Bernard Cornwell’s The Last Kingdom (2004)

The Last Kingdom

Confession: When I was a child, I was pretty blasé about learning the Easter bunny and Santa weren’t real. I was more angry at feeling like I had been lied to than sad because I had had my suspicions for quite some time .

However, learning as a teenager that Vikings didn’t really wear horned helmets was extremely upsetting to me. As in, it motivated me to try to debunk this theory, only for me to realize that no self-respecting historian believes they wore these helmets.

fake Viking helmet

As someone who doesn’t often wear hats but loves historically-quirky headgear and also has a collection of strange historical hats (it’s a long story), I was inconsolable.

Helmets aside, I’ve always thought Vikings were fascinating.  I like reading and watching things about Vikings, but I also tend to procrastinate on watching them or reading them. For example, I own all seasons of the show The Vikings and still have never watched it. I think my hesitance is borne out of fear of being disappointed again about them. (I really cannot overemphasize how attached I was to those fake helmets as a child.)

However, I recently overcame my very neurotic complex about this issue and read Bernard Cornwell’s The Last Kingdom, which transports readers back to 9th century England, when England was not a united country and was at the mercy of the feared Vikings, who were descending on the country from their native Denmark. Fortunately, this book did not disappoint me.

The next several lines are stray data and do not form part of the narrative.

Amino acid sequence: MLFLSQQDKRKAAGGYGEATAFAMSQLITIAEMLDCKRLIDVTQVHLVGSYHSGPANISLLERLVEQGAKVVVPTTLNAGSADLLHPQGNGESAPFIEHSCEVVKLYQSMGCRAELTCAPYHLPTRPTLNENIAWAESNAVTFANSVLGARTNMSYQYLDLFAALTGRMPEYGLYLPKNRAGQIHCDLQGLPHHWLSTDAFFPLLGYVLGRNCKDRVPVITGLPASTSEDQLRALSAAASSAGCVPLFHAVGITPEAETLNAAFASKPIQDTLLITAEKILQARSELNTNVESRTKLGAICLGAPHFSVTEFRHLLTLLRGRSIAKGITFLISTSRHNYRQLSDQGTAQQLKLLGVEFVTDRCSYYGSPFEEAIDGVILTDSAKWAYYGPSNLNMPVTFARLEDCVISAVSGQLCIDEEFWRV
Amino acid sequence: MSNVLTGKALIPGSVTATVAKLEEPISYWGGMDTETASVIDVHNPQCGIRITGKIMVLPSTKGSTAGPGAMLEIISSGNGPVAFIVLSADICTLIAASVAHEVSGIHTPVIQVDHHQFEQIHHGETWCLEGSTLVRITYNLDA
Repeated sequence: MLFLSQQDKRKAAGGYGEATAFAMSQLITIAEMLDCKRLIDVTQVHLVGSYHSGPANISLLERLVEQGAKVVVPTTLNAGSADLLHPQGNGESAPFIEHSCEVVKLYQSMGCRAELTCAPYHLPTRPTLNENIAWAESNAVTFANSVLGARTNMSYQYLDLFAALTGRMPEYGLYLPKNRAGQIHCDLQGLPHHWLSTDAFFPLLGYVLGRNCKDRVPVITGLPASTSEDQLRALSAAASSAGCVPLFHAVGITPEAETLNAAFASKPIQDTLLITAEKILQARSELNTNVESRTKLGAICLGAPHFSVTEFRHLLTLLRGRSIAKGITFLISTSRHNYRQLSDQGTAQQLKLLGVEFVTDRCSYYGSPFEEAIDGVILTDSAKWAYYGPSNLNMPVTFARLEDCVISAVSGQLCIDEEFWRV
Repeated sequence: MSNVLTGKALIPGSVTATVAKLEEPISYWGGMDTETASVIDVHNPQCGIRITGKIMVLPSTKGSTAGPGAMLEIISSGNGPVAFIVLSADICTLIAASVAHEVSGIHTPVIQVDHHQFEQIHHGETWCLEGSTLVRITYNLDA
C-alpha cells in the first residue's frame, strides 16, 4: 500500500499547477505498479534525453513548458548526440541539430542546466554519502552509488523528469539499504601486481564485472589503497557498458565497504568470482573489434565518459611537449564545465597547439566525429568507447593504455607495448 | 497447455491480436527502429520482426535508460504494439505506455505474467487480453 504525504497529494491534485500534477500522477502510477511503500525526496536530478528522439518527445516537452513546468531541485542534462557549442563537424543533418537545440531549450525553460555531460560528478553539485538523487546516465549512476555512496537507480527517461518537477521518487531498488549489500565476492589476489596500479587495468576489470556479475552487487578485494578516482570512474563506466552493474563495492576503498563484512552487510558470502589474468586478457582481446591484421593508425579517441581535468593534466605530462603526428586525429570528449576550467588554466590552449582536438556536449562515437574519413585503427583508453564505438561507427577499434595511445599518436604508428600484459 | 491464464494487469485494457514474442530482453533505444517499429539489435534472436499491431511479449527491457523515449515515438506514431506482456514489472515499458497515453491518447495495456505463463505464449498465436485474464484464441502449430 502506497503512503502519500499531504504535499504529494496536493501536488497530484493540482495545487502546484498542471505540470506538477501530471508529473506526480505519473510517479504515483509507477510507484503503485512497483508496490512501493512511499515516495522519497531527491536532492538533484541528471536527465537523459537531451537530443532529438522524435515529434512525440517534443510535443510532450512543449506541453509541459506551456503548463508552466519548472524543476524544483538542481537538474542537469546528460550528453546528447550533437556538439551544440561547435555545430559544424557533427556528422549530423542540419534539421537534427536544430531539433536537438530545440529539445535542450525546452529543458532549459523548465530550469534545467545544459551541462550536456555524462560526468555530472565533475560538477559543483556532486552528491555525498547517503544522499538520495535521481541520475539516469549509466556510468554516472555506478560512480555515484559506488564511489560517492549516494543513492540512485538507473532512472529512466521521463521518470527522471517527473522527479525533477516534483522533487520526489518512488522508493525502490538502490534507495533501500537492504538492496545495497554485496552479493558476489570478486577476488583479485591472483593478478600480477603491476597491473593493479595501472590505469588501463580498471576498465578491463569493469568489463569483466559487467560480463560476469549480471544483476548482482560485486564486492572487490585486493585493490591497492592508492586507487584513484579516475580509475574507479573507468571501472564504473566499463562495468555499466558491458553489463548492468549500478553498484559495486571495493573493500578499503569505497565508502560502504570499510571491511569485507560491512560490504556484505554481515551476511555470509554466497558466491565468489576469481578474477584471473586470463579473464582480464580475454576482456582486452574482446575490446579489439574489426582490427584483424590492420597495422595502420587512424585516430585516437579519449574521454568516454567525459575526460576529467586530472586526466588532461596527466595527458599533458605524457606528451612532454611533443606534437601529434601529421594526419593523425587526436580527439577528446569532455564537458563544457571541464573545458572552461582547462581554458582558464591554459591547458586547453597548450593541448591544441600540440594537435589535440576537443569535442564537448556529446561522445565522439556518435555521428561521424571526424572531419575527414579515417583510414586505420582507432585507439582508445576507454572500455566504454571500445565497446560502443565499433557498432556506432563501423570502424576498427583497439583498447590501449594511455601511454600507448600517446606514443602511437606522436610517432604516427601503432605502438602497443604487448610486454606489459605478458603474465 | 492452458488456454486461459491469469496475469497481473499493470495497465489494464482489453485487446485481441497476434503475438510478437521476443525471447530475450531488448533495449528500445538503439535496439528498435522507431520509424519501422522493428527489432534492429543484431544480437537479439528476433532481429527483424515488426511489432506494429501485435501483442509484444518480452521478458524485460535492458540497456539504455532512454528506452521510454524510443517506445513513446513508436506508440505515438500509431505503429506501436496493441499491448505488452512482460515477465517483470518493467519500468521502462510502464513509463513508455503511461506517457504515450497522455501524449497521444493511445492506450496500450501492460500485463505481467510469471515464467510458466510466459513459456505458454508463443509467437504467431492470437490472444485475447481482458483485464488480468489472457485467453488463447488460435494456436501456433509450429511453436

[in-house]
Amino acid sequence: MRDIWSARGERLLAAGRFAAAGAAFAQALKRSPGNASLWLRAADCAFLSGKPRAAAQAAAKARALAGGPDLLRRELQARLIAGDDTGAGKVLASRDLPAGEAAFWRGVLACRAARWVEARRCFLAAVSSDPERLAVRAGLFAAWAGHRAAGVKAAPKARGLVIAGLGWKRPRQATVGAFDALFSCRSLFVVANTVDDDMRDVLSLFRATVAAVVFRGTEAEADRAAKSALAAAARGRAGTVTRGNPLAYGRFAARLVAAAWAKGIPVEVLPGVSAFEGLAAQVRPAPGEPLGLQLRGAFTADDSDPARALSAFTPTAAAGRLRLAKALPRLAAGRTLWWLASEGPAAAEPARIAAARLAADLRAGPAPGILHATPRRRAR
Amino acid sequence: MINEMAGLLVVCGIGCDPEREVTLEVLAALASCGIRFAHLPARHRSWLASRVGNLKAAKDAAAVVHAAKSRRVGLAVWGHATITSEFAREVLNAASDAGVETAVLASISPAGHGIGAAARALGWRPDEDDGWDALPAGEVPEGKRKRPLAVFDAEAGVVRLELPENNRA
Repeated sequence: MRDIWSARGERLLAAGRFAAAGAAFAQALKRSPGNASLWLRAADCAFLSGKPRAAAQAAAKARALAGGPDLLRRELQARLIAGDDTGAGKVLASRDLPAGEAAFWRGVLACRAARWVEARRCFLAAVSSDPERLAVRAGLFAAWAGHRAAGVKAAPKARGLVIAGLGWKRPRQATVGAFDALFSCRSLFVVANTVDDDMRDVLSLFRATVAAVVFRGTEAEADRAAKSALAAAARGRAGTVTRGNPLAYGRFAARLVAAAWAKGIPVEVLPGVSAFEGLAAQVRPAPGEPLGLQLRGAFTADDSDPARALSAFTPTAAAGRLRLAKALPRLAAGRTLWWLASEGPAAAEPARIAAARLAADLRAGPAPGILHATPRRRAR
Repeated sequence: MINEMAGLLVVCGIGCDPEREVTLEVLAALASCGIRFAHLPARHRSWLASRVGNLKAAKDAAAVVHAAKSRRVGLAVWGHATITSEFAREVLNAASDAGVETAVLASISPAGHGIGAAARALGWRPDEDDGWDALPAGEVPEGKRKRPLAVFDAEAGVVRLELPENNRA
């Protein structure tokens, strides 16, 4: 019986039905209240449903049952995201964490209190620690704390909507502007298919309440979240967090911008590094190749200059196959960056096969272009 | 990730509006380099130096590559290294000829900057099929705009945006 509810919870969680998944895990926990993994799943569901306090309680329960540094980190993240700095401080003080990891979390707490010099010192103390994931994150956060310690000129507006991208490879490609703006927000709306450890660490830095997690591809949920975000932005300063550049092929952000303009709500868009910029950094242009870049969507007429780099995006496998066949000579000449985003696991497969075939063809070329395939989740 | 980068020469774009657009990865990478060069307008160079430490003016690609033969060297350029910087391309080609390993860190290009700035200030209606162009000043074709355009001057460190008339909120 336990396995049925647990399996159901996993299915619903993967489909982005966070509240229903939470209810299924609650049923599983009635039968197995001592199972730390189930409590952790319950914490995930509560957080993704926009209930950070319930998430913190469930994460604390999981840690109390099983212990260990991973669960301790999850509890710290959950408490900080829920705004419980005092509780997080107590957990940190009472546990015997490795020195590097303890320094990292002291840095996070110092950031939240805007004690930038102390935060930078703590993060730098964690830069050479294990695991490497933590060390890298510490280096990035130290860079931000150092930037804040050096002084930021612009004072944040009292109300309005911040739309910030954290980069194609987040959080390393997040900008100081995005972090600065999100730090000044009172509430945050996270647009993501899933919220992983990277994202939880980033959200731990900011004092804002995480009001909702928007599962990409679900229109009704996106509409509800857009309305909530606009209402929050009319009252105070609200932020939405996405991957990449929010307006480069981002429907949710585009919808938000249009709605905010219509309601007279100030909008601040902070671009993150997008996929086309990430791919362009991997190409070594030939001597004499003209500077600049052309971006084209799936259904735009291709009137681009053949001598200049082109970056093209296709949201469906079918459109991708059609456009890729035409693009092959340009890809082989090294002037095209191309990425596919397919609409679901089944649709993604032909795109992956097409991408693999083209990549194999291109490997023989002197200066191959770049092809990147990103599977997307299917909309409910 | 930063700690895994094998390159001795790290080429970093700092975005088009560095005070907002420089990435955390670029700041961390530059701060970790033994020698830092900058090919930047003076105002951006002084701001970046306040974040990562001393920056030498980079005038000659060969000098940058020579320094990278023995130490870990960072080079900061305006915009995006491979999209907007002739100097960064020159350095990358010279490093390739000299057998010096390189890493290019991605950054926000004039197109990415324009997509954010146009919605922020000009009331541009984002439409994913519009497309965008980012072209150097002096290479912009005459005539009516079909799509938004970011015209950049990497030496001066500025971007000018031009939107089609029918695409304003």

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2016 Library Challenge–A Book Set In A School

Believe it or not, school started here in the Ozarks a couple of weeks ago!  With all the kiddos out the door early these days, what better time to catch up on a few good reads?

These books set in schools are entertaining and can help you remember what it is really like for students in your life who are having to get up early, navigate the confusing social hierarchy that is a cafeteria, or worry about homework. It’s a win-win situation, really.

And, if you’re participating in the 2016 library challenge, this list will help you pick a book to fill in one more of those blanks!

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2016 Library Challenge: A Book Based on a True Story

August 2016--Based on True Story

“Based on a True Story” – words that stop you in your tracks or make you want to run?

If you, like me, think those words on the cover of a book are magical, how do you feel if a few days or weeks later, you learn that, though it is based on a true story, the author has taken a bit of creative license with his or her book? Are you okay with the author making changes? Or is that a deal breaker for you as a reader?

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2016 Library Challenge: A Book Based on a Television Show

How much television do you watch?

Now, be honest.

I saw you trying to shave hours off of how much time you spend glued to your TV every day!

But, seriously, if anything, this is a safe space to confess because I watch unholy amounts of television myself and, therefore, cannot judge you.